No more will drop balls be contested. If play is stopped when the ball is not out of play, the ball is dropped to a player of the team that last touched the ball – other players must be 4.5 yards (weird it’s not 5, but oh well) away when dropped and play resumes.

Interestingly, if the ball touches a match official (referee, AR or oddly 4th official) and is scored, possession changes or creates a promising attack, there will be dropped ball. Basically, the referee will no longer be treated as the goal post as neutral.

No More Attackers in Free Kick Walls of 3 or more

All that jostling in the wall on free kicks will be no more if the wall includes three or more defenders. Attacking players must be one yard away from the ball, or they lose possession and the defending team gets an indirect free kick.

Yellows for Celebrations Stand Even if Called Back

In the time of Video Assistant Referees goals may not stand – yet if your celebration is worthy of a yellow card, yet the goal gets call back, you still get your yellow card. Be warned.

Coin Toss Winner Gets A Choice

This goes back when I played in the 1980s. The team that wins the coin toss chooses a side or the ball. If they choose the side, the other team chooses which half they will kick off. Not a big deal, unless you plan to shoot from kickoff.

Team Officials Can Be Shown Cards

In the past, referees could only give players (including substitutes) caution or sending off cards. Under the new law, the referee may show coaches and other team officials cards. Interestingly, if the referee cannot tell who the offender is, the head coach gets the card – even a sending off. One could imagine the offender would confess if their boss was about to get shown a red – or risk a rather unpleasant situation after the match.

Substitutes Leave From Closest Point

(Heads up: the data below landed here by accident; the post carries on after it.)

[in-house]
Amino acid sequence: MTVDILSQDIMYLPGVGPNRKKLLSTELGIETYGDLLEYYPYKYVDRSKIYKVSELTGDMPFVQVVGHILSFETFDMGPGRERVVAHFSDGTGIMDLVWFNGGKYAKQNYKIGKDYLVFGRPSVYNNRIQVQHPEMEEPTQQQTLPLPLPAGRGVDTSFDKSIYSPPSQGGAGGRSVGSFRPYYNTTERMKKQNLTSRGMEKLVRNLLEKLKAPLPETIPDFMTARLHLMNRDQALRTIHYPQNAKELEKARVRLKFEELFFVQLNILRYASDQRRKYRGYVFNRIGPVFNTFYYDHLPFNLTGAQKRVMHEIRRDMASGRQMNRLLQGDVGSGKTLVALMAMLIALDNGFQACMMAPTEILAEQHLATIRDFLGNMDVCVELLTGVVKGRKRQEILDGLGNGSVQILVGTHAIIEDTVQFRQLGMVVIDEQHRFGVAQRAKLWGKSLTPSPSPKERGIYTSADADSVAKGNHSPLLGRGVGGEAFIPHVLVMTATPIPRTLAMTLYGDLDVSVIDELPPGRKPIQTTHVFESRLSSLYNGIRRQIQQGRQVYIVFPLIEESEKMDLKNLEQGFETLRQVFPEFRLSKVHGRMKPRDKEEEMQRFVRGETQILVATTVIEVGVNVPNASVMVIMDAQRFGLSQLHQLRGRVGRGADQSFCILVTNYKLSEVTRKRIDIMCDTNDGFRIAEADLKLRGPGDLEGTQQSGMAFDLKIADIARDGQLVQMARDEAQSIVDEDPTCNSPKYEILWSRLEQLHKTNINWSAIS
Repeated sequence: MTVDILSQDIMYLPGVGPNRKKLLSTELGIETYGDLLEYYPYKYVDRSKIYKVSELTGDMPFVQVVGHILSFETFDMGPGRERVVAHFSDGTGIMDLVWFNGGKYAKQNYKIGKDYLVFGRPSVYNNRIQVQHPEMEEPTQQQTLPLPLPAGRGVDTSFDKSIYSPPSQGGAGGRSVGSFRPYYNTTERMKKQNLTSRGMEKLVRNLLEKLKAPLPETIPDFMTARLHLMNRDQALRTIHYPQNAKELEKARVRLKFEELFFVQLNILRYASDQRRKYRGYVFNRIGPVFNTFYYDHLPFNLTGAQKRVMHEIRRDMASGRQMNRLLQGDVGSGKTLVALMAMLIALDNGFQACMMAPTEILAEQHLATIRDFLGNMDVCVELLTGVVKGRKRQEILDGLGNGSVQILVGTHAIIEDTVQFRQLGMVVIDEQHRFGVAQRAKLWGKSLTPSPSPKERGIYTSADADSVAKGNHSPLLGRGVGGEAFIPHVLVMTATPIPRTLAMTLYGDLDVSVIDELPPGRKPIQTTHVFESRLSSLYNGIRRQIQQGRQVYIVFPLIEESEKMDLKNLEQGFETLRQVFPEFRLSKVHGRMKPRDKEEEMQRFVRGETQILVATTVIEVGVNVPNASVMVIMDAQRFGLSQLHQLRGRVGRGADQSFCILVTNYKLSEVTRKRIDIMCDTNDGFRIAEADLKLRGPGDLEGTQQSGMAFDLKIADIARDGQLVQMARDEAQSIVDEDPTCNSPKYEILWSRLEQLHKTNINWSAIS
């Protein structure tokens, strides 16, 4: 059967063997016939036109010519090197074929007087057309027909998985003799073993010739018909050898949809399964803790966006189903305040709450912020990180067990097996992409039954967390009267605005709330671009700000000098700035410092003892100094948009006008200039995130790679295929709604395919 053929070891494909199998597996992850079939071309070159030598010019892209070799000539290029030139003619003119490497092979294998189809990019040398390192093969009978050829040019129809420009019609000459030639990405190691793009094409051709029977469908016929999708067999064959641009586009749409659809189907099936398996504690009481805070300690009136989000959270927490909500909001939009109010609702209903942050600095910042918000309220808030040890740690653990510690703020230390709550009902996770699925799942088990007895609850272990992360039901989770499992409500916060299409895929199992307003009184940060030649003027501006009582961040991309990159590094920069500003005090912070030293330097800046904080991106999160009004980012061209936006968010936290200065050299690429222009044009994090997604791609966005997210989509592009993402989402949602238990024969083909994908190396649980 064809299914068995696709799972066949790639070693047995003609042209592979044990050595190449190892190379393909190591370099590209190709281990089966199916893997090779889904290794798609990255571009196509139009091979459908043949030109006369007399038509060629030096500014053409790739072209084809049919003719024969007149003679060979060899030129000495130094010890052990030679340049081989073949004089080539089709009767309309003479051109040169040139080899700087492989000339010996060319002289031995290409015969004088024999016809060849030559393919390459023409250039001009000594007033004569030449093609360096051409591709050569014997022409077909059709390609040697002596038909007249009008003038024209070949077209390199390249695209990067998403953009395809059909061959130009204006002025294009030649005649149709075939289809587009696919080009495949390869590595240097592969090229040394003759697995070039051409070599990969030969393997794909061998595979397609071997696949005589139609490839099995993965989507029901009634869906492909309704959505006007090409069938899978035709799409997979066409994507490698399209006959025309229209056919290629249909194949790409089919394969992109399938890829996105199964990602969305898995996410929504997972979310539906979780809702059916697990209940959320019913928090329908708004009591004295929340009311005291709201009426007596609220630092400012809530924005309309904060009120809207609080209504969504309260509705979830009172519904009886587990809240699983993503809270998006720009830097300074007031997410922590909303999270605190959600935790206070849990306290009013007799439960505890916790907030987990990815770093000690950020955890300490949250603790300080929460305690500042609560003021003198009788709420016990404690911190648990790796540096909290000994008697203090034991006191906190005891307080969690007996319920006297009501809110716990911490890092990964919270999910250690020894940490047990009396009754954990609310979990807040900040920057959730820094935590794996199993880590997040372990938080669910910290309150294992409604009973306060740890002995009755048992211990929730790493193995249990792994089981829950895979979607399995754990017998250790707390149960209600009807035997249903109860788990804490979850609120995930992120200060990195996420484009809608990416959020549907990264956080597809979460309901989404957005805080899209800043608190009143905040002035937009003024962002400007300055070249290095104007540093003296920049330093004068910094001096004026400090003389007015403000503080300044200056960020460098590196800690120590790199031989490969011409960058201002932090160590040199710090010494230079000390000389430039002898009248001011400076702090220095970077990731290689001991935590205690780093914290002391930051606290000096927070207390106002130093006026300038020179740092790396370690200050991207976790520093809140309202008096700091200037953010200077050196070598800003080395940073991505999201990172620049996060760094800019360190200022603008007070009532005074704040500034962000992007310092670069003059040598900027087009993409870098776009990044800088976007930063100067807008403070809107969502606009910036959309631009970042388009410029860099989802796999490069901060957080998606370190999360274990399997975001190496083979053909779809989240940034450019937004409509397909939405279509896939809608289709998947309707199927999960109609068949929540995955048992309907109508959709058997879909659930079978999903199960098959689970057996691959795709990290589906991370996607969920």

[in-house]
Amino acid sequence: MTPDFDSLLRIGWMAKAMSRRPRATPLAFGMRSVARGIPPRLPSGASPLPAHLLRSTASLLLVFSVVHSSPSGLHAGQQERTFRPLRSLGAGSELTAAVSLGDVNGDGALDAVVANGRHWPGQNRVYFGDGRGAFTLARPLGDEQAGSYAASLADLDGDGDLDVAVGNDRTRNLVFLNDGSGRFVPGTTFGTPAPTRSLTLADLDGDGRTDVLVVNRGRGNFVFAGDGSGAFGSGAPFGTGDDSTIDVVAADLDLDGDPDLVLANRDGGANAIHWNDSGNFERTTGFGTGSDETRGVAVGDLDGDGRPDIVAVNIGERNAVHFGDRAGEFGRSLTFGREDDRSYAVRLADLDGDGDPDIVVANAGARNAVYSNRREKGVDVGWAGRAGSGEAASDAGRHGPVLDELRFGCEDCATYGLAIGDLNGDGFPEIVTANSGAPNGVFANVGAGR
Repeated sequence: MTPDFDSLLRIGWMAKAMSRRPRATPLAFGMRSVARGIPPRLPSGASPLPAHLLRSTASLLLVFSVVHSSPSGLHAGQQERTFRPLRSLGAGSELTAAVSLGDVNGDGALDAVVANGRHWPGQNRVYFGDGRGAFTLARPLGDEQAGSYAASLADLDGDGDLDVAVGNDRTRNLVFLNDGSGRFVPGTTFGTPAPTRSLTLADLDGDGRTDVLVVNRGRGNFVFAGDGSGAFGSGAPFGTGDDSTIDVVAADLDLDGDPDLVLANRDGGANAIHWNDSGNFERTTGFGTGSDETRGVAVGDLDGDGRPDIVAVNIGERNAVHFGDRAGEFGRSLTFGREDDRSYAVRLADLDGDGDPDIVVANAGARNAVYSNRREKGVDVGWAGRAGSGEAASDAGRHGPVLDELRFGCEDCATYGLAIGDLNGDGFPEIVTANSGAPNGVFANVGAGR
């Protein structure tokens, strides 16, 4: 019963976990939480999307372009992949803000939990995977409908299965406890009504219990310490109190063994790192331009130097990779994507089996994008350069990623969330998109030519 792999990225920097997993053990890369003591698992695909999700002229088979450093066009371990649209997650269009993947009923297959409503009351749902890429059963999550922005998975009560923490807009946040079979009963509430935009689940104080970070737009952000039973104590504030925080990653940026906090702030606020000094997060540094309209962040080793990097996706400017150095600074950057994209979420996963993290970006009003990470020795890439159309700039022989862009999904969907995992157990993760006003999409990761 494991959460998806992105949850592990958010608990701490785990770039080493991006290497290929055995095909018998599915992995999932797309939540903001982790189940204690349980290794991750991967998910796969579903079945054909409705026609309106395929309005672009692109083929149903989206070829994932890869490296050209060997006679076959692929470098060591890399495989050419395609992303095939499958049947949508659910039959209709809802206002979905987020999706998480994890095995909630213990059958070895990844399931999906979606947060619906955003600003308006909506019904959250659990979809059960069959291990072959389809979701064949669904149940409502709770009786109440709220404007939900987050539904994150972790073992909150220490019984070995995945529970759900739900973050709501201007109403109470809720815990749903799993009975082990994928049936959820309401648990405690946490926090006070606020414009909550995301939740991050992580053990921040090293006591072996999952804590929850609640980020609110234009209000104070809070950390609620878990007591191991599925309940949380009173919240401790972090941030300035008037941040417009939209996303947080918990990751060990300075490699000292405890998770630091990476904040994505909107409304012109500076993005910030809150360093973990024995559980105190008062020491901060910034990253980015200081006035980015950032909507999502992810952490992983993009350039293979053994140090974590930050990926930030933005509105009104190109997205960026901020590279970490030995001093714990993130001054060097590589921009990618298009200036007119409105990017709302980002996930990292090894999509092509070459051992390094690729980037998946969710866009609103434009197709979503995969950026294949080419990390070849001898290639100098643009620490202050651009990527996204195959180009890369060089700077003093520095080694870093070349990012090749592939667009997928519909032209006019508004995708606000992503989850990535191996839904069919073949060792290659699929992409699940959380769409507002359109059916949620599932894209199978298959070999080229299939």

Players leaving the field will have to leave by the closest point, or wherever directed to by the referee for safety reasons. This is another attempt to reduce time wasting by winning team substitutes taking more time than necessary to leave the pitch. Players will still enter from midfield.

Final Thoughts

Football/soccer has always been an ever-evolving game, with changes in the laws regularly impacting the game in large and small ways. When I was young, being even with the second to last defender was offside, not today. The new laws, particularly handball and dropped ball, I think are good adjustments that will enhance the game. There will remain confusion and judgment on many calls – and it will take time for people (particularly casual fans) to adjust to them.

For a full summary of IFAB’s changes to the Laws, click HERE.


Ira Jersey

twitter: @irajersey Soccer fanatic and nerd with many hobbies, Ira is a New York Red Bull supporter who loves lower division soccer. He is a youth coach with several USSF and United Soccer Coaches licenses; and also a competitive youth referee. He writes and podcasts on USL League One for BGN. Ira has worked in finance for more than two decades focusing on bond markets and is currently the Chief U.S. Interest Rate Strategist at Bloomberg Intelligence, Bloomberg LP's research arm.